Three other members of Danny’s crew posing as bankers worked busily at their desks, showing no interest in the meeting. There was Kurt Sabella, who handled the staging, and Adam Horowitz, who handled the tech, and finally Tamiko Harada, who was obviously the eye candy and, less obviously, the muscle. She had two guns hidden under her desk and she knew how to use them from her days in the military, before her dishonorable discharge.
“I’d like to put some money in my children’s college funds,” Grillo said. “They have all recently opened accounts here.”
“Yes, all one hundred of them,” Danny said. “That’s a lot of kids.”
Grillo shrugged and stole a glance at Tamiko’s bust. “I’m a virile man with many wives.”
Danny said, “All of your children are studying abroad.”
“They are very smart and worldly.” Grillo hefted the twenty-pound briefcase onto the desk with a thud and opened it to show Danny the neat stacks of hundred-dollar bills inside. “I would like to deposit $10,000 in each of their accounts.”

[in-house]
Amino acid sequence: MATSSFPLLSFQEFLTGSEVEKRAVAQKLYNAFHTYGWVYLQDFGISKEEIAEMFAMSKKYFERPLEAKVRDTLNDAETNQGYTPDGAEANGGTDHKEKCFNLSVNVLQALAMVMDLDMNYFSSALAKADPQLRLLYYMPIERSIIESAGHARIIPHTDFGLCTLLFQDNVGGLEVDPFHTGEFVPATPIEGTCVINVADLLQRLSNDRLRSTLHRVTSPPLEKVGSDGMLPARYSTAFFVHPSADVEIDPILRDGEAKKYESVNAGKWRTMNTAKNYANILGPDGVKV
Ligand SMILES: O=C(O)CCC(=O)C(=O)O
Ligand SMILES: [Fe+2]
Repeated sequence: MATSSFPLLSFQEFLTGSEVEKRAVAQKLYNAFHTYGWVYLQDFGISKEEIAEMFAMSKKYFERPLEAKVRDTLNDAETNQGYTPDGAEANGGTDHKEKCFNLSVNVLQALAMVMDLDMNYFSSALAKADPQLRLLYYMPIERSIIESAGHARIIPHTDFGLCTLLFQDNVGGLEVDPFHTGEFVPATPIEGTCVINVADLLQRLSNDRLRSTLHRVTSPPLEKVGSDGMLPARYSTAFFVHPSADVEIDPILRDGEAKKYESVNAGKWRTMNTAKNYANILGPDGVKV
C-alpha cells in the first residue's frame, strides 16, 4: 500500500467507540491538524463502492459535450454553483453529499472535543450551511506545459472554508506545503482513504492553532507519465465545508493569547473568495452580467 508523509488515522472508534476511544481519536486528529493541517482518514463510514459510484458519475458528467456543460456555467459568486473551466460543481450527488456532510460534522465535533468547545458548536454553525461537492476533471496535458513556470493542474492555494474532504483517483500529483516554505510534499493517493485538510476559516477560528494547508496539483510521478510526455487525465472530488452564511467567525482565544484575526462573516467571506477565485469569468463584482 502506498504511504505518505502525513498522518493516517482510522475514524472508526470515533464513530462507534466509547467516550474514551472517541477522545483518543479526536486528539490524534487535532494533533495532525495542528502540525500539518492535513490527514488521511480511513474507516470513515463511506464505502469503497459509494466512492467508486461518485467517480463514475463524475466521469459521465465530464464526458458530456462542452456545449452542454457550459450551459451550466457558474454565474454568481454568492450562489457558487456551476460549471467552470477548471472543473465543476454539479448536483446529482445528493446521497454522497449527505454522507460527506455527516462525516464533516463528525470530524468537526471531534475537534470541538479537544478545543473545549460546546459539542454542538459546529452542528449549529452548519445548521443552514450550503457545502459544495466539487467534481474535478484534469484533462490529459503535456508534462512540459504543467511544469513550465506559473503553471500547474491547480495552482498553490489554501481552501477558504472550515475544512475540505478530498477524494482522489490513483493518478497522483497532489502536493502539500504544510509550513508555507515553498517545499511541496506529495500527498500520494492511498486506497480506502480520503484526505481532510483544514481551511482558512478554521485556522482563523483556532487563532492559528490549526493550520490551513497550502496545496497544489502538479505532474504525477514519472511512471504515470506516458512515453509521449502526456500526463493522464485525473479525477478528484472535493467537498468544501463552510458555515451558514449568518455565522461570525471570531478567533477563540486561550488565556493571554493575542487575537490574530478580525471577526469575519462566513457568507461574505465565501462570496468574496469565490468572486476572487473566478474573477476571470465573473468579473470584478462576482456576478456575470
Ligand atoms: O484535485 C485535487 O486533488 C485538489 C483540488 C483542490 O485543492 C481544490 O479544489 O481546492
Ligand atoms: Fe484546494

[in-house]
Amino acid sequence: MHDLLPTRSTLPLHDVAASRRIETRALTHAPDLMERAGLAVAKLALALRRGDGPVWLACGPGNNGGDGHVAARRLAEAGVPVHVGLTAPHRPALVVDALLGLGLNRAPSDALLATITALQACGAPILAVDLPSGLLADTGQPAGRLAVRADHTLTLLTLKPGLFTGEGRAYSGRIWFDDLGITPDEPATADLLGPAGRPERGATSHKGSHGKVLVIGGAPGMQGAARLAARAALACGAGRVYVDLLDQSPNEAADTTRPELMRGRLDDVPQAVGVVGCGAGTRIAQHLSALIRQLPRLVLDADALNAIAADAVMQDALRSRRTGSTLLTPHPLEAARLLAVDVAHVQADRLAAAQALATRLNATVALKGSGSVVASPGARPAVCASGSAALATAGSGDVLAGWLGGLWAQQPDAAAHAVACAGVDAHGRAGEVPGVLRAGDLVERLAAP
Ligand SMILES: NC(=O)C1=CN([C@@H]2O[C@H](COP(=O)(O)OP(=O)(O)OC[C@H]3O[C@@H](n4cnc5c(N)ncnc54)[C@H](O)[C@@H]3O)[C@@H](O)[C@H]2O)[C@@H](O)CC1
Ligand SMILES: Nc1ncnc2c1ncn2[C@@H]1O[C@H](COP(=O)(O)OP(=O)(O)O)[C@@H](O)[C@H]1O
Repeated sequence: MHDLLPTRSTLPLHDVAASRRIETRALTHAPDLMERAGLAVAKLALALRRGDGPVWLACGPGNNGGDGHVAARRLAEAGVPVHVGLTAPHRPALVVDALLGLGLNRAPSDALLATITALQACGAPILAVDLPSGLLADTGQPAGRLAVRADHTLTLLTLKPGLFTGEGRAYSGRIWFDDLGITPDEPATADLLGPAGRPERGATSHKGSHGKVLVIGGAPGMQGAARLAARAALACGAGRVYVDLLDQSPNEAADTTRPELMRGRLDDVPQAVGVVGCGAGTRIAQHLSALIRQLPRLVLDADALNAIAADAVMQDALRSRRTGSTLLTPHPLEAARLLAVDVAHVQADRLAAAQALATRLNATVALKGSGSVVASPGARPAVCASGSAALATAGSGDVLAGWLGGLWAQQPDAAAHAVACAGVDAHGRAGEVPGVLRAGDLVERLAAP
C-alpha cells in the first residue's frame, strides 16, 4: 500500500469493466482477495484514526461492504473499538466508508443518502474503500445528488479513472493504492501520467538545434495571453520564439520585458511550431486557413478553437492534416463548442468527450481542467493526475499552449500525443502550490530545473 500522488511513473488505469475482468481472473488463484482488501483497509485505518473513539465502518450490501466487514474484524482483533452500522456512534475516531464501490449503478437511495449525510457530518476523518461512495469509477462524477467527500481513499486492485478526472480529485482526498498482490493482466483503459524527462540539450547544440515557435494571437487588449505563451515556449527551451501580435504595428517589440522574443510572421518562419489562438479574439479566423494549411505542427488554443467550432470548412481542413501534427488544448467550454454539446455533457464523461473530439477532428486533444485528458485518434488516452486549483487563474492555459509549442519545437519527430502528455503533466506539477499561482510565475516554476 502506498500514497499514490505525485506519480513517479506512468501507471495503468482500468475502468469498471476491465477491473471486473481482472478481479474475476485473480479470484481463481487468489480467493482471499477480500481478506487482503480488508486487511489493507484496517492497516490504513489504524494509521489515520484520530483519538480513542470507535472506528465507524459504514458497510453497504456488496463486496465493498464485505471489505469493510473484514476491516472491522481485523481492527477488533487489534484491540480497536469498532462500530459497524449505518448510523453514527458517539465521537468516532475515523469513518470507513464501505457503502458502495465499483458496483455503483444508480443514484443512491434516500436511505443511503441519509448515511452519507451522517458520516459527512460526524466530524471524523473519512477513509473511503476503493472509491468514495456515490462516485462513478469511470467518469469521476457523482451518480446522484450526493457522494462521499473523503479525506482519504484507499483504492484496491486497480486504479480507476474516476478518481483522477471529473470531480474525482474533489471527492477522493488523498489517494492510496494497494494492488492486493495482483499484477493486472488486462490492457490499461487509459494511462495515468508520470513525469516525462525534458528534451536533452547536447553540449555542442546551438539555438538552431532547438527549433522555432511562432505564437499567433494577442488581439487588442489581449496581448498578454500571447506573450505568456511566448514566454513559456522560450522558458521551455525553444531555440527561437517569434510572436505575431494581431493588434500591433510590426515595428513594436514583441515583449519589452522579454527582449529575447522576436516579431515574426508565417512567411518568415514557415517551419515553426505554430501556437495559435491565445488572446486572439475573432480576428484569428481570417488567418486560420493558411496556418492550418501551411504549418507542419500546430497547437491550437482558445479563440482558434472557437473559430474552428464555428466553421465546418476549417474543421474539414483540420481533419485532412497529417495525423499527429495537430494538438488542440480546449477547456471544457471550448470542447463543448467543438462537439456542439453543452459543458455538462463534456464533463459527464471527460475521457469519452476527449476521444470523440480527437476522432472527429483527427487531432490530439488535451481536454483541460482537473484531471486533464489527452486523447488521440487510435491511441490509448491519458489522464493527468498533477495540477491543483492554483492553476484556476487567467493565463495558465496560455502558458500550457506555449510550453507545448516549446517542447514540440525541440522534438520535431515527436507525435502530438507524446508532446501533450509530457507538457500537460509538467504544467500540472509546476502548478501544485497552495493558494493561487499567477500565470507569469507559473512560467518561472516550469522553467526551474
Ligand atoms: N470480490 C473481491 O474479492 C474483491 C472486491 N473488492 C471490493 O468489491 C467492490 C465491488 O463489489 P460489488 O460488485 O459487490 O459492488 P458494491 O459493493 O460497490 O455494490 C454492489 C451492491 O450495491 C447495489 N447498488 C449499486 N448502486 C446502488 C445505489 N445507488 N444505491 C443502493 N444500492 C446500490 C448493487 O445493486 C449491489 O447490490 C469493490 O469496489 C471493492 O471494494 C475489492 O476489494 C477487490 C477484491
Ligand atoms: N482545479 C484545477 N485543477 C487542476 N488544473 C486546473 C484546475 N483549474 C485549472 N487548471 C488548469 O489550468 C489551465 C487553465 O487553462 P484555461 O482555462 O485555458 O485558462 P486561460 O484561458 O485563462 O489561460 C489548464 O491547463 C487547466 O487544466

The deposits were just under the legal limit that would have required a reputable bank to file a report with the government. However, a reputable bank would see a hundred deposits of that amount into third-party accounts held by people residing overseas as an obvious case of money laundering. But this was not a reputable bank. It wasn’t even a bank, but Grillo didn’t know that.
“There’s a standard 10 percent service charge for transactions of this nature,” Danny said, reaching for the cash. Grillo abruptly slammed the case shut, nearly severing Danny’s fingers.